Advertising of Architectural Services
During these difficult economic times, it is only common sense that we as Architects would want to crack down on the unlicensed practice of our profession. In order to do so, it is equally important that we also have our houses in order. It has become apparent that we need to remind our membership of the Architects regulation as they relate to advertising. Below are the definition of an “Advertisement” and the regulations on advertising as posted on the New Jersey Division of Consumer Affairs, New Jersey State Board of Architects website.
SUBCHAPTER 3. ARCHITECTURAL PRACTICE AND RESPONSIBILITY
The following words and terms, when used in this chapter, shall have the following meanings unless the context clearly indicates otherwise:
“Advertisement” means any communication to the public including, but not limited to, newspaper, periodical. journal, flyer, professional stationery, brochure, telephone directory, billboard, sign (other than a sign used only for identification purposes at the business premises), radio, telephone for the purpose of solicitation, television, Internet, or any other print or electronic media in which architectural services are offered or by which the availability of architectural services is made known.
13:27-3.2 Scope of architectural service; advertising
(a) No person, except an architect licensed in the State of New Jersey, shall use the title “architect” or its substantial equivalent or otherwise represent to the public that the person is licensed to practice architecture in this State.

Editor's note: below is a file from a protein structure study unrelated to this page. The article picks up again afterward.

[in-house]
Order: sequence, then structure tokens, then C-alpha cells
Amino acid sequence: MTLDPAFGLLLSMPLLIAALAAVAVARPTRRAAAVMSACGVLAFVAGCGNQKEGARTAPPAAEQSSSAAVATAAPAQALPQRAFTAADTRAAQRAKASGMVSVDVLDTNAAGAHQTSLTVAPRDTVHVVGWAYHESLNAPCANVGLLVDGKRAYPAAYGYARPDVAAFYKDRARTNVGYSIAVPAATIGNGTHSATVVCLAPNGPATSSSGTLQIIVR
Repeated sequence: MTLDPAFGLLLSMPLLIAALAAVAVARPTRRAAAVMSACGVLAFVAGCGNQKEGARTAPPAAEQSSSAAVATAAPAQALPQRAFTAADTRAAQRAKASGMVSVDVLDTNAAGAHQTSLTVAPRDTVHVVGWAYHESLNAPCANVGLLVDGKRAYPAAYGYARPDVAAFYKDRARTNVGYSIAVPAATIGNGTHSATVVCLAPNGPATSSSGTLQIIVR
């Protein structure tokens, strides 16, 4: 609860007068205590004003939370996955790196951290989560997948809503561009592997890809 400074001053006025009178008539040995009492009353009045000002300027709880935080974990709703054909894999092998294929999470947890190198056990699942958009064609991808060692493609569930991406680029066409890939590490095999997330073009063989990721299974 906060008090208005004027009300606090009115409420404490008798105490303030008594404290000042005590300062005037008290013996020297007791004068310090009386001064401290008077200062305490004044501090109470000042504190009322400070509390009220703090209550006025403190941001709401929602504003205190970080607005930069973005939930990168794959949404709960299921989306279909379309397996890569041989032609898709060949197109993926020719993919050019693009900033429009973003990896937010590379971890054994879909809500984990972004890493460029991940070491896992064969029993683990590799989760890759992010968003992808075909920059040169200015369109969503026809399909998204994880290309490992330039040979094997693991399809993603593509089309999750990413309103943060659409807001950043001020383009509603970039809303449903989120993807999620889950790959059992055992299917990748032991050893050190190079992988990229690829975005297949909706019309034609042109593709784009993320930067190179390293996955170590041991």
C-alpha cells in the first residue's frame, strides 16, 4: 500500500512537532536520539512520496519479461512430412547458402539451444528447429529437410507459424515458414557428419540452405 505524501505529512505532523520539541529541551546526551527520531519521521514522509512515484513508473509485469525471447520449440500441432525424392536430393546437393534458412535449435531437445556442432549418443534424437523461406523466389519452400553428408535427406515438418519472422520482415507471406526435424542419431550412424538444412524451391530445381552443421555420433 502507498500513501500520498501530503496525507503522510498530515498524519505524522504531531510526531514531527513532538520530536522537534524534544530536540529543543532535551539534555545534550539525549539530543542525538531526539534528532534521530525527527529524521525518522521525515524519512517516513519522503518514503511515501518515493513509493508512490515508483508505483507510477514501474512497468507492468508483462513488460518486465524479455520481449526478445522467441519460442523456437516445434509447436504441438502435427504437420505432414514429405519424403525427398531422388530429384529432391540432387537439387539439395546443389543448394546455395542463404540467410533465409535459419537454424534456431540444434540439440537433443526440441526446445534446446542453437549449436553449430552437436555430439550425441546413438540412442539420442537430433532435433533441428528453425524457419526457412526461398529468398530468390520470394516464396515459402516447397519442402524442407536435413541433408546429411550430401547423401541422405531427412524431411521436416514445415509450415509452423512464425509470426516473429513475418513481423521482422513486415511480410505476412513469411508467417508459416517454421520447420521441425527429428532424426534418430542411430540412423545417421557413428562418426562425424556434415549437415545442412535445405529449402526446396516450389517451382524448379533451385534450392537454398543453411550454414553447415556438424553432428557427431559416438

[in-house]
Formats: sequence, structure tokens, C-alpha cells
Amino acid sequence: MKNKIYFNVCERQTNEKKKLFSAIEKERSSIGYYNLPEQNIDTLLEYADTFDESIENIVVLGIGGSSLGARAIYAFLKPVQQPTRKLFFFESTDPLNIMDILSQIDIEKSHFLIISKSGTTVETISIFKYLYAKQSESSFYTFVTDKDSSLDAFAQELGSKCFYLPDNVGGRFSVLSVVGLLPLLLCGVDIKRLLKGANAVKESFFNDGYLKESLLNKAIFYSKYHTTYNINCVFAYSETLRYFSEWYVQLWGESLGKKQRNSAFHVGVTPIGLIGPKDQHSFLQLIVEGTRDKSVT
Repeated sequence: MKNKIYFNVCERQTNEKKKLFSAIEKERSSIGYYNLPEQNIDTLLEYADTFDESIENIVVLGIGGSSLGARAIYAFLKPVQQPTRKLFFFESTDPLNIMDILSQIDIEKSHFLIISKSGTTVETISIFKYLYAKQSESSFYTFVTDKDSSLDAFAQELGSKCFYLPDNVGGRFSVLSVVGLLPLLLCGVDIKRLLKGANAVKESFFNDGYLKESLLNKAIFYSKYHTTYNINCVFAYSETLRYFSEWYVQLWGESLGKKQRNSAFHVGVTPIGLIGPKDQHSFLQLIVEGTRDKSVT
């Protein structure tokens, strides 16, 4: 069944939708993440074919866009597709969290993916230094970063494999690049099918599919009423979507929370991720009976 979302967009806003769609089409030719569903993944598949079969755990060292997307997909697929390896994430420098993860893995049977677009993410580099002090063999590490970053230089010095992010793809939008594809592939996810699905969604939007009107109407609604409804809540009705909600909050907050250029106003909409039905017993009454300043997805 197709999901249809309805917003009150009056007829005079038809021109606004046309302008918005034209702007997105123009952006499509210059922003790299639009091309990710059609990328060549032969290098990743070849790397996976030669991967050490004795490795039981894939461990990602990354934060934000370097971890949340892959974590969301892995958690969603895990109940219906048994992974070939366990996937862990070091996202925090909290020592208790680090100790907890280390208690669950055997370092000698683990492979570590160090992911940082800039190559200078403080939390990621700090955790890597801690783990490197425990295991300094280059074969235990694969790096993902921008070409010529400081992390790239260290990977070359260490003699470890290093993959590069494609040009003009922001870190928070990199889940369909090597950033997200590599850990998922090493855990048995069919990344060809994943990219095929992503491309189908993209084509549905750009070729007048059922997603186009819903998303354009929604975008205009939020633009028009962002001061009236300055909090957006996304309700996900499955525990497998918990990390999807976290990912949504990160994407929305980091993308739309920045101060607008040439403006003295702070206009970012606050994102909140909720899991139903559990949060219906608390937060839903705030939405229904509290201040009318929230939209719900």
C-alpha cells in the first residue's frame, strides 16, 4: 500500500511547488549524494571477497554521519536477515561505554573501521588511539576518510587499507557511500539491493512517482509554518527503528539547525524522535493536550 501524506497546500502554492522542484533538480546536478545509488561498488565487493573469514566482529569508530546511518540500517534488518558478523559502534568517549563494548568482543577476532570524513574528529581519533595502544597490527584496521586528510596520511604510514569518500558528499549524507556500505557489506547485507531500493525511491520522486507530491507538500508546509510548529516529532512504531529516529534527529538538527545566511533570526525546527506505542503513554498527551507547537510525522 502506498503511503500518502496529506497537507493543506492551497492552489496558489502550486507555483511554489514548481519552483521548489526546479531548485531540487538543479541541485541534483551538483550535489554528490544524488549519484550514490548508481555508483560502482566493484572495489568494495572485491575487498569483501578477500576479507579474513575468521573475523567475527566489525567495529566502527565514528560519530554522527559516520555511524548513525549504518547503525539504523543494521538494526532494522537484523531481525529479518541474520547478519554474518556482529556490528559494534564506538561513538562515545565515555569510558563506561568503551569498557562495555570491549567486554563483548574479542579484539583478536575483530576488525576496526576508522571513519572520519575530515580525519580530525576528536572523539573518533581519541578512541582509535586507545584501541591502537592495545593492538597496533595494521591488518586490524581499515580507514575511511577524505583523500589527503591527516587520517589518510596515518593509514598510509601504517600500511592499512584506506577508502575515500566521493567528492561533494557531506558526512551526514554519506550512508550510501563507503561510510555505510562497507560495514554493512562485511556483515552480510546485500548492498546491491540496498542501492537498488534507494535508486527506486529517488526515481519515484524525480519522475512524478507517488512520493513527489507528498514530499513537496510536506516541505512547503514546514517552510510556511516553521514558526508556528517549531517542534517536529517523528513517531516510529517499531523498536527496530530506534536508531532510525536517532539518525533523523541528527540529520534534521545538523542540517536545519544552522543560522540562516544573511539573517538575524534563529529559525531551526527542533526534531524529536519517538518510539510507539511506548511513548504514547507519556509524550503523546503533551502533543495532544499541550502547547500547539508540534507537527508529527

(b) Architects shall meet the following requirements concerning advertisements:
1. An advertisement shall include a term which is descriptive of the professional services to be rendered, such as “architect,” “architectural,” “architectural services,” or the substantial equivalent thereof and may be made only by an architectural business entity authorized to render architectural services pursuant to NJ.S.A. 45:3-17 or 45:3-18.
2. An advertisement shall include the name and license number of an architect and, if applicable, the name of the architect’s architectural business entity.
3. Each architect, who is a principal, partner, or officer of an architectural business entity, shall be responsible for the form and content of any advertisement which offers to provide architectural services.
4. A copy of each advertisement shall be retained by each architect, who is a principal, partner or officer of an architectural business entity for a period of three years from the date of the last authorized publication or dissemination of the advertisement and shall be made available for review upon request by the Board.
5. Any architect or architectural business entity which uses an advertisement containing false or misleading information or which fails to meet the requirements set forth in this subsection shall be deemed to be engaged in professional misconduct.
(c) A builder registered pursuant to the “New Home Warranty and Builder’s Registration Act” (NJ.S.A. 46:3B-I et seq.) or a home improvement contractor may advertise, or offer to perform “‘design services” either in the construction of one- to two-family homes or in connection with the demolition, enlargement or alteration thereto. A builder or home improvement contractor shall render such services only to the owner-occupant of such dwellings.